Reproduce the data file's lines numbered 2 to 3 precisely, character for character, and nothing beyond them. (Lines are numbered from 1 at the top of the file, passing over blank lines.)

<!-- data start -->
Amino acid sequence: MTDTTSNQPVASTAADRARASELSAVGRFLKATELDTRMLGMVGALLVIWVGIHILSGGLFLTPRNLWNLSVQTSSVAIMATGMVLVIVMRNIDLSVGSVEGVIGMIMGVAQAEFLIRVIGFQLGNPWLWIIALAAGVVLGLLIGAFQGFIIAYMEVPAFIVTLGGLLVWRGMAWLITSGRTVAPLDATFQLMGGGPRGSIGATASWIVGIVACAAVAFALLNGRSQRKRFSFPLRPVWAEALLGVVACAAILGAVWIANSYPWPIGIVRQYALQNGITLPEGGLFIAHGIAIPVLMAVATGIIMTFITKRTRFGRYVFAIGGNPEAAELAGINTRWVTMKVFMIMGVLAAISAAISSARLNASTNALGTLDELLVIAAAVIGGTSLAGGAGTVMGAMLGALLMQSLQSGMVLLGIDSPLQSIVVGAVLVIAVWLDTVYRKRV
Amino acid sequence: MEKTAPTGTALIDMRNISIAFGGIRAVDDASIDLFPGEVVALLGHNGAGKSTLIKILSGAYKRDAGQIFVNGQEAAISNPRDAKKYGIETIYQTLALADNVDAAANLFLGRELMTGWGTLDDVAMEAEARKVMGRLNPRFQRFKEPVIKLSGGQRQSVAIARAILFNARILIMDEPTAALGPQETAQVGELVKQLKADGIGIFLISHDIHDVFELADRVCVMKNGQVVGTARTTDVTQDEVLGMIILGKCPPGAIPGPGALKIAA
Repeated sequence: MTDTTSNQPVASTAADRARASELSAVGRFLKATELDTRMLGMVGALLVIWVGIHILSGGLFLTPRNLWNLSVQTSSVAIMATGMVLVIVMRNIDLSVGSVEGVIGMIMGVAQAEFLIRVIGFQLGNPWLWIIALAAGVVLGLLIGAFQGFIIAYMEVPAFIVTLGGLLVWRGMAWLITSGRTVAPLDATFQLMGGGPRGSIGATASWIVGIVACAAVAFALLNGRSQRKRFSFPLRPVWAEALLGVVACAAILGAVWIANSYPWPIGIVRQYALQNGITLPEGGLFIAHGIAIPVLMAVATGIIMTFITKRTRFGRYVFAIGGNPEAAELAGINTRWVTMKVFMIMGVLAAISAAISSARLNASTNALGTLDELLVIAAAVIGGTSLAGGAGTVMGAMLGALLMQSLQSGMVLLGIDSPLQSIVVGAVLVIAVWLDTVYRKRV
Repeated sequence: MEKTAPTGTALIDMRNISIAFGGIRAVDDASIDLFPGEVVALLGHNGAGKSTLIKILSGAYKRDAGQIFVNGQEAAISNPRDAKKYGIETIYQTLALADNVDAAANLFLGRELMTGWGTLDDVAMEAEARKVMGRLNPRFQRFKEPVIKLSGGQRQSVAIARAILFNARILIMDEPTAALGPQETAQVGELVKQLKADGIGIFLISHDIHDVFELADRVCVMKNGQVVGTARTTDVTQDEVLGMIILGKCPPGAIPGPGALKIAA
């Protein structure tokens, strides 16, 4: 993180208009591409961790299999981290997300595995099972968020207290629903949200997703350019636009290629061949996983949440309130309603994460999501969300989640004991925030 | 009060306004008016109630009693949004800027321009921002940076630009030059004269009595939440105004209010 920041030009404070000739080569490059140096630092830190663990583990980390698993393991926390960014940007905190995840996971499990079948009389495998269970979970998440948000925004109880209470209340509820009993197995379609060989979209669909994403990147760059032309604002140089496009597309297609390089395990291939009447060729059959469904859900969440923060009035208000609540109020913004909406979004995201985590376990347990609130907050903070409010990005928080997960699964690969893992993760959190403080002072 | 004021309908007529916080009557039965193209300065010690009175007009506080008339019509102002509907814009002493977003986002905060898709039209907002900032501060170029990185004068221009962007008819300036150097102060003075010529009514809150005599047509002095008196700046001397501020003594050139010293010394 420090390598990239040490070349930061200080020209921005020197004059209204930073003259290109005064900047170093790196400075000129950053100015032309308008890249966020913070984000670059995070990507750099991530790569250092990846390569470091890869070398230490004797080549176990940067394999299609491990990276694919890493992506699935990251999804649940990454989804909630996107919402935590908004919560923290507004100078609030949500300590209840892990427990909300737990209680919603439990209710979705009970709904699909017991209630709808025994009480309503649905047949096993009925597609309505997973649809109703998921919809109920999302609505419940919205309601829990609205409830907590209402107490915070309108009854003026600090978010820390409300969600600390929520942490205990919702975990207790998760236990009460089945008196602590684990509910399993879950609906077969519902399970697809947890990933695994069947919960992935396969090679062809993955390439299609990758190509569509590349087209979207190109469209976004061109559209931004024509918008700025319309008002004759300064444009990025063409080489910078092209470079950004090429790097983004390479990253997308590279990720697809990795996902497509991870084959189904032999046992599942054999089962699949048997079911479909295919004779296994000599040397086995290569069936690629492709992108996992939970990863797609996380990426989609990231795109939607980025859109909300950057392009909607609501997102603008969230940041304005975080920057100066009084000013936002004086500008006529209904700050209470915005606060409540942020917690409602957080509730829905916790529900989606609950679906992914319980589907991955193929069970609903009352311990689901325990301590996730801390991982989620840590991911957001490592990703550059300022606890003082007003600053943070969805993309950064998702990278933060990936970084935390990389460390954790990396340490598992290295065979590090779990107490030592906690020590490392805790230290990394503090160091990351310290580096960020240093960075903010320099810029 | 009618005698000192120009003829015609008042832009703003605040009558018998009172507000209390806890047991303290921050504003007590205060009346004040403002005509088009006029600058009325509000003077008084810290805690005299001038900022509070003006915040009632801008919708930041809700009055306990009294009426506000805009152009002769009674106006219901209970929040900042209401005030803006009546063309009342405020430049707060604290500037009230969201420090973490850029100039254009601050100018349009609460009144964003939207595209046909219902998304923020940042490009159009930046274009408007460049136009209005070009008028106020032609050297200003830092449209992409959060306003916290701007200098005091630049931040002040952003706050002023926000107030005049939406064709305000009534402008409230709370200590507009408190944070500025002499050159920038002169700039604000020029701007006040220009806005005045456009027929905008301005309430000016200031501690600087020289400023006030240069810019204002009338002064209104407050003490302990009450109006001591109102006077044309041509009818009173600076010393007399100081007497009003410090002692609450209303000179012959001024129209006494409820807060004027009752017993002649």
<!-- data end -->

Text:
Amino acid sequence: MEKTAPTGTALIDMRNISIAFGGIRAVDDASIDLFPGEVVALLGHNGAGKSTLIKILSGAYKRDAGQIFVNGQEAAISNPRDAKKYGIETIYQTLALADNVDAAANLFLGRELMTGWGTLDDVAMEAEARKVMGRLNPRFQRFKEPVIKLSGGQRQSVAIARAILFNARILIMDEPTAALGPQETAQVGELVKQLKADGIGIFLISHDIHDVFELADRVCVMKNGQVVGTARTTDVTQDEVLGMIILGKCPPGAIPGPGALKIAA
Repeated sequence: MTDTTSNQPVASTAADRARASELSAVGRFLKATELDTRMLGMVGALLVIWVGIHILSGGLFLTPRNLWNLSVQTSSVAIMATGMVLVIVMRNIDLSVGSVEGVIGMIMGVAQAEFLIRVIGFQLGNPWLWIIALAAGVVLGLLIGAFQGFIIAYMEVPAFIVTLGGLLVWRGMAWLITSGRTVAPLDATFQLMGGGPRGSIGATASWIVGIVACAAVAFALLNGRSQRKRFSFPLRPVWAEALLGVVACAAILGAVWIANSYPWPIGIVRQYALQNGITLPEGGLFIAHGIAIPVLMAVATGIIMTFITKRTRFGRYVFAIGGNPEAAELAGINTRWVTMKVFMIMGVLAAISAAISSARLNASTNALGTLDELLVIAAAVIGGTSLAGGAGTVMGAMLGALLMQSLQSGMVLLGIDSPLQSIVVGAVLVIAVWLDTVYRKRV